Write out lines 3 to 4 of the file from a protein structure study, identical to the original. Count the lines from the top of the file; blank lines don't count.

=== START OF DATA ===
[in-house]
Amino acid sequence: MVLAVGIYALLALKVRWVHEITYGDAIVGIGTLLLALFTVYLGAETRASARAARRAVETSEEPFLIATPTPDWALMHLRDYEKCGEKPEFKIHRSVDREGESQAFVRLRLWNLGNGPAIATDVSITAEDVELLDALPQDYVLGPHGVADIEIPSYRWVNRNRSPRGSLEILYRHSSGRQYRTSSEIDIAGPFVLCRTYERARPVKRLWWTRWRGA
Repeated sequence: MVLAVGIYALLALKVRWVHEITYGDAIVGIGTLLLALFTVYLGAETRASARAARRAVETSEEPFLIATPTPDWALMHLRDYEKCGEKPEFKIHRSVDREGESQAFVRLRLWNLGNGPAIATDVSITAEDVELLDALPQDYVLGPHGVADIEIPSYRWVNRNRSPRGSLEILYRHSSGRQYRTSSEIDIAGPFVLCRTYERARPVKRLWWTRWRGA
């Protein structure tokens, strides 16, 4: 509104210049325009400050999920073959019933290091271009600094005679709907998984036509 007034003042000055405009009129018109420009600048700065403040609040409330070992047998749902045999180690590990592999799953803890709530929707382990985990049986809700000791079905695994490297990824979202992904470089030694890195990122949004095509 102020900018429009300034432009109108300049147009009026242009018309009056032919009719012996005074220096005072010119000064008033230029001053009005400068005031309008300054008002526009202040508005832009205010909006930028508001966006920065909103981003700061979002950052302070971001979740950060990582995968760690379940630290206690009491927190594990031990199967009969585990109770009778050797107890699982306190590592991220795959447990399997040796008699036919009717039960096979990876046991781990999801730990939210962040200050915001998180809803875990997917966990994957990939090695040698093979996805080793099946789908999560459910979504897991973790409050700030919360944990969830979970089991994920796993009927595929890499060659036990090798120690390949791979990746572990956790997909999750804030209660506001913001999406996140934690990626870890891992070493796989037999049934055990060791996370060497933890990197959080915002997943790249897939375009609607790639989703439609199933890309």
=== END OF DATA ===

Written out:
Repeated sequence: MVLAVGIYALLALKVRWVHEITYGDAIVGIGTLLLALFTVYLGAETRASARAARRAVETSEEPFLIATPTPDWALMHLRDYEKCGEKPEFKIHRSVDREGESQAFVRLRLWNLGNGPAIATDVSITAEDVELLDALPQDYVLGPHGVADIEIPSYRWVNRNRSPRGSLEILYRHSSGRQYRTSSEIDIAGPFVLCRTYERARPVKRLWWTRWRGA
């Protein structure tokens, strides 16, 4: 509104210049325009400050999920073959019933290091271009600094005679709907998984036509 007034003042000055405009009129018109420009600048700065403040609040409330070992047998749902045999180690590990592999799953803890709530929707382990985990049986809700000791079905695994490297990824979202992904470089030694890195990122949004095509 102020900018429009300034432009109108300049147009009026242009018309009056032919009719012996005074220096005072010119000064008033230029001053009005400068005031309008300054008002526009202040508005832009205010909006930028508001966006920065909103981003700061979002950052302070971001979740950060990582995968760690379940630290206690009491927190594990031990199967009969585990109770009778050797107890699982306190590592991220795959447990399997040796008699036919009717039960096979990876046991781990999801730990939210962040200050915001998180809803875990997917966990994957990939090695040698093979996805080793099946789908999560459910979504897991973790409050700030919360944990969830979970089991994920796993009927595929890499060659036990090798120690390949791979990746572990956790997909999750804030209660506001913001999406996140934690990626870890891992070493796989037999049934055990060791996370060497933890990197959080915002997943790249897939375009609607790639989703439609199933890309």